All companies, private and public, have compliance requirements. PE/VC fund managers and accounting firms follow up with their clients periodically to ensure such compliance tasks get done on time. Given the strict timelines, to-and-fro paperwork and repetitive nature, our client wanted to build a cloud-based task management system focused on statutory compliance.
The summary of requirements is listed below.
- Target users are firms (sole-traders and partnerships), companies (private and public) and auditors (PE/VC/CA/CS firms).
- Auditors can create and assign compliance tasks across companies. These tasks usually have a set due date and recurrence.
- Companies will have two types of roles - compliance officer with administrative access and collaborator with limited access.
- Compliance officers receive tasks assigned by auditors. They can have conversations, attach necessary files and even invite other members from their organisation.
- Compliance officers can create to-dos internal to their organisation that are NOT visible to auditors and vice-versa.
- All collaborators receive email notifications about upcoming and overdue tasks.
- Auditors can see a health report of organisations and can export this data into PDF or XLS formats.
- The application must have built-in presets for the most common type of compliance tasks. E.g., Income tax filing, Service tax filing, Professional tax filing, etc.
We had multiple discussions with the client to get a deeper understanding of the problem. After which, we chose the following stack,
- MySQL - the most popular open-source RDBMS considering data integrity and reporting.
- PHP - popular open-source web programming language considering the ease of hiring new developers in future.
- Kohana - an easy to learn and flexible PHP framework.
- ZMQ - an async messaging library for implementing chat and notifications.
- Bootstrap - a popular front-end framework to help speed up development by reusing most basic elements.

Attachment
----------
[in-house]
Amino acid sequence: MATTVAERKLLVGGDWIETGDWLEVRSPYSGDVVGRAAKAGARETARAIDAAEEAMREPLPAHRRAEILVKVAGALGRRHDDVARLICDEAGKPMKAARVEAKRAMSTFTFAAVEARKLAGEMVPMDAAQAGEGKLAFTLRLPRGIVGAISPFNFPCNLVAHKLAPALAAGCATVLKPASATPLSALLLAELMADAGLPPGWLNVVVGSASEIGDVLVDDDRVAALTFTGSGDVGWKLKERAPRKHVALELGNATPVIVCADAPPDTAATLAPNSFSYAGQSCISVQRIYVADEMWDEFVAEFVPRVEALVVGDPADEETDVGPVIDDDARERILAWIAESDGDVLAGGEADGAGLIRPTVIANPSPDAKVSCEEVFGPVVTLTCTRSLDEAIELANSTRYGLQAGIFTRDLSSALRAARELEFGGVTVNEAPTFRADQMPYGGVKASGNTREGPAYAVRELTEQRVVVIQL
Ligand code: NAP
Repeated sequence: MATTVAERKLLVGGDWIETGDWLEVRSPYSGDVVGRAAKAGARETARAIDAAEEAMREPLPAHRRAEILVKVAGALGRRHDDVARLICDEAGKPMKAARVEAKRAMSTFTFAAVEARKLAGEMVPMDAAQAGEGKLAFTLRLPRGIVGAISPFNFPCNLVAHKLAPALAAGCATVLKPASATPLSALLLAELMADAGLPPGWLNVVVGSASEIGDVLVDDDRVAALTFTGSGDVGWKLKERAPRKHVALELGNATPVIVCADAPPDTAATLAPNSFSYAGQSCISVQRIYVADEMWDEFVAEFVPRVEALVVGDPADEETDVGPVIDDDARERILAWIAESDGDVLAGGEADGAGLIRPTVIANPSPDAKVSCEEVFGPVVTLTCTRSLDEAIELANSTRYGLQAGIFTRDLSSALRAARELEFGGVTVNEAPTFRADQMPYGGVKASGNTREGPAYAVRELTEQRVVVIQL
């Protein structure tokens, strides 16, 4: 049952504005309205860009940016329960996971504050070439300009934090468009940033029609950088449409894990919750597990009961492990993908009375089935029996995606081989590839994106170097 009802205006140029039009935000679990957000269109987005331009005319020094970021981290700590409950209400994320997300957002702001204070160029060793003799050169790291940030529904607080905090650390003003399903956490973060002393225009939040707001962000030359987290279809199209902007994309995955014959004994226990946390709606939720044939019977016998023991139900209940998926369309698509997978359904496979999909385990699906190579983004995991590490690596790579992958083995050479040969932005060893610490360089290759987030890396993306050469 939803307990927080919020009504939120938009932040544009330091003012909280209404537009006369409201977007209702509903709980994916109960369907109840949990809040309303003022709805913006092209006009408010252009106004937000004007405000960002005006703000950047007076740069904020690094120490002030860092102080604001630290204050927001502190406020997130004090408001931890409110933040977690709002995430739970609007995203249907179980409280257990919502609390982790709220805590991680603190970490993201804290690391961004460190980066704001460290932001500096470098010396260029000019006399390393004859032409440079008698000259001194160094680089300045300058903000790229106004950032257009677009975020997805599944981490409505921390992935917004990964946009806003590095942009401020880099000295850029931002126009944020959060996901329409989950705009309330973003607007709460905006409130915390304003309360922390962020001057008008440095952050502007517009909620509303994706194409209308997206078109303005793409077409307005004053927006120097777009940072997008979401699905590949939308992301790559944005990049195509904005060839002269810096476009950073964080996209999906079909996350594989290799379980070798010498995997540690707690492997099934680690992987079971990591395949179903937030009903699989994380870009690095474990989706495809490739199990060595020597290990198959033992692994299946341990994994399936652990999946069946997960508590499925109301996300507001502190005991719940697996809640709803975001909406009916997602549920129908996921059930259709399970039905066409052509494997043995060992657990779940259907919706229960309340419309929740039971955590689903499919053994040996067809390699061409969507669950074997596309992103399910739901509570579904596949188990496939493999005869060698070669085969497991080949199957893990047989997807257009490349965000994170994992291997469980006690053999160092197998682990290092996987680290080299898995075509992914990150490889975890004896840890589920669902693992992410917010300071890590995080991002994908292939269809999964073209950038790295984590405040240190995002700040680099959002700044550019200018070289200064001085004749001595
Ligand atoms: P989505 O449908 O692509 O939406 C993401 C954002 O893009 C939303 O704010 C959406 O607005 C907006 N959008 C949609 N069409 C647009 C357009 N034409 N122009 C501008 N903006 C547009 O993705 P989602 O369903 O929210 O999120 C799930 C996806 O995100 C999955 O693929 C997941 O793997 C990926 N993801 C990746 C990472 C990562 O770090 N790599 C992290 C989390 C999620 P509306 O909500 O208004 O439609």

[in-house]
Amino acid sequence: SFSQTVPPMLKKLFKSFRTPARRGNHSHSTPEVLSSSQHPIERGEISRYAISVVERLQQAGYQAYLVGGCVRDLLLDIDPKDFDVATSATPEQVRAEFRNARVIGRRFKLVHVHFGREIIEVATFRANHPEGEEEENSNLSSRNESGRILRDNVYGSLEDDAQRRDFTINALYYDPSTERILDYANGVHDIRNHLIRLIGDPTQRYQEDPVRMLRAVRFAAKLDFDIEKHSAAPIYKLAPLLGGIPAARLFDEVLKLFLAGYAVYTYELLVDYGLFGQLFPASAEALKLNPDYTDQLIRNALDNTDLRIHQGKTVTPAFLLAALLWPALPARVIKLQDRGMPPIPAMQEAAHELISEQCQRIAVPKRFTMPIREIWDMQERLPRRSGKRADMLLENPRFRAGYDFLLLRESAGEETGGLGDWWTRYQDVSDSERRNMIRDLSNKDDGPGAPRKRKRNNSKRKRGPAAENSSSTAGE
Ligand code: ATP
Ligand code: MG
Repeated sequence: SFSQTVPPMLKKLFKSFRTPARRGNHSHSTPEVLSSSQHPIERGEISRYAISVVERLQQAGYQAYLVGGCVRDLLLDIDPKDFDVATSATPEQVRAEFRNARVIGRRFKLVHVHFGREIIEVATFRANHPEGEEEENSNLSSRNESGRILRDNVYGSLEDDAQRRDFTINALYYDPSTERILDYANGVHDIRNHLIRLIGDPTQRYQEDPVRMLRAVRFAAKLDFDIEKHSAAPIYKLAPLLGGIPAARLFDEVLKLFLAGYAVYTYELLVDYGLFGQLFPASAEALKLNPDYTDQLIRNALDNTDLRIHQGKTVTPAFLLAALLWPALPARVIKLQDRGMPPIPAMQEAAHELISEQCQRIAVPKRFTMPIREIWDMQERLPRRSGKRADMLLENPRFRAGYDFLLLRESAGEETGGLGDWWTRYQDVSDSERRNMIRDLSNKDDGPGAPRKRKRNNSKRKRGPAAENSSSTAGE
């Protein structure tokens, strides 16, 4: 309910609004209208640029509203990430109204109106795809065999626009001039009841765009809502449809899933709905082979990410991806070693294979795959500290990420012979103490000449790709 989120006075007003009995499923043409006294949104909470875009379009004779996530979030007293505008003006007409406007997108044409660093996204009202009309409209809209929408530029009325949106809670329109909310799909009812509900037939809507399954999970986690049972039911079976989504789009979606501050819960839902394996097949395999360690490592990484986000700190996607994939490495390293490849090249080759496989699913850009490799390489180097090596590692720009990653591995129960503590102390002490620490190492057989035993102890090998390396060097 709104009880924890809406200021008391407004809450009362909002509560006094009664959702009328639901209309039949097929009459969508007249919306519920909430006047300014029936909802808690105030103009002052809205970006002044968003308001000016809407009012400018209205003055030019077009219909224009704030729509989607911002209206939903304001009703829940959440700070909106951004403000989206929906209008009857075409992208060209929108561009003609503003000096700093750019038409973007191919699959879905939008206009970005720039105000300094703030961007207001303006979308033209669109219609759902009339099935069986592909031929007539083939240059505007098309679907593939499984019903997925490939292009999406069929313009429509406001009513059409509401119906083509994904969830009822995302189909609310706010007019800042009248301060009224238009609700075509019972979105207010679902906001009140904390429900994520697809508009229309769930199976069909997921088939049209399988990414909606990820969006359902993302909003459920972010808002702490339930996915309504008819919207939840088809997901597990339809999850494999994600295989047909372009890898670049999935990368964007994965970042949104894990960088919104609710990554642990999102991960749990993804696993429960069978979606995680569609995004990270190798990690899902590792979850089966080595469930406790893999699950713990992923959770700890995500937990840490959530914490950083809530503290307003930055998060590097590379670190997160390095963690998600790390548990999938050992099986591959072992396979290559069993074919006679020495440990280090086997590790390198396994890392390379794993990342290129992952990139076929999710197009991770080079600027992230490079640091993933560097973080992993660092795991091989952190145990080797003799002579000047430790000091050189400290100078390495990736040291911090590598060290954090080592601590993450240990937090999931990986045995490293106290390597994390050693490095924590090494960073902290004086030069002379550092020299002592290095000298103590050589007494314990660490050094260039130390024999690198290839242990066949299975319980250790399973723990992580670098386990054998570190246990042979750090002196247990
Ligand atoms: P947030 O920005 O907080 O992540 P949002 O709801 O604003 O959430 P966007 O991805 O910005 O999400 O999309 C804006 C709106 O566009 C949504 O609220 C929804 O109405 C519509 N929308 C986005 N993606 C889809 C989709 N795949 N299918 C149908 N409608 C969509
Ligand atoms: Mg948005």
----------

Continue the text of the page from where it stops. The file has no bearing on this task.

- Handlebars JS - a clientside templating library to turn JSON data into HTML in browser.
We started by defining the atomic task - what attributes it can have, how many different types there need to be and which fields could be optional (depending on the type).
We refined the task structure by iterating it through multiple real-world examples and verified if it was fit for presets.
After finalising the task structure, we revisited the workflow diagrams from our early discussions with the client. We understood how the tasks behaved with each of the roles and what states they could be in at a given time. This understanding helped us in writing well-defined user stories for development.
Given the complexity of the system, we decided on having three streams of work happening in parallel.
- Design screens for every step in every workflow.
- Turn approved designs into functional interfaces.
- Implement client-side validations where applicable.
- Communicate to the back-end through HTTP/AJAX requests.
- Listen to incoming messages through web sockets and handle them appropriately.
- Define service classes for every model.
- Implement business logic like validations, authentication, push notifications, cronjobs for automated tasks, etc.
- Data modelling.
- Identify performance bottlenecks in complex queries and perform query optimisation.
- Find solutions outside the CRUD functionality provided by the ORM to improve performance.
Creating and managing recurring tasks was the most challenging feature. To understand the complexity, here's an example.
- Chetan is the compliance officer for the company "ABC Logistics".
- The company's auditor Arun assigns him a task - "Income tax advance payments" with due-date recurring every quarter.
- Chetan, in turn, delegates the tasks to any other collaborator within his company.
For this use-case, the application must create instances of this task for each quarter and assign them to Chetan. The application must keep track of the comments, attachments, collaborators and other activity (like due-date changes) for each instance. That way, in a few years, Chetan can see the previous quarters' tasks and the tasks for upcoming quarters.
During the first few trials, we noticed performance problems whenever we created a recurring task. To the end-user, the application felt unresponsive for a few seconds before returning to its normal state. After many iterations and query optimisations, moving a critical portion of the logic to MySQL procedures fixed this. The response seemed almost instantaneous.
Complied is one of the most complex systems we've ever developed. We had questions throughout the development phase, some of which our client had not thought about initially. However, we resolved them all with intense collaboration across the team and with the client. We also managed to deliver the project on-time and on-budget. Our client, happy with the project outcome, has been recommending us since.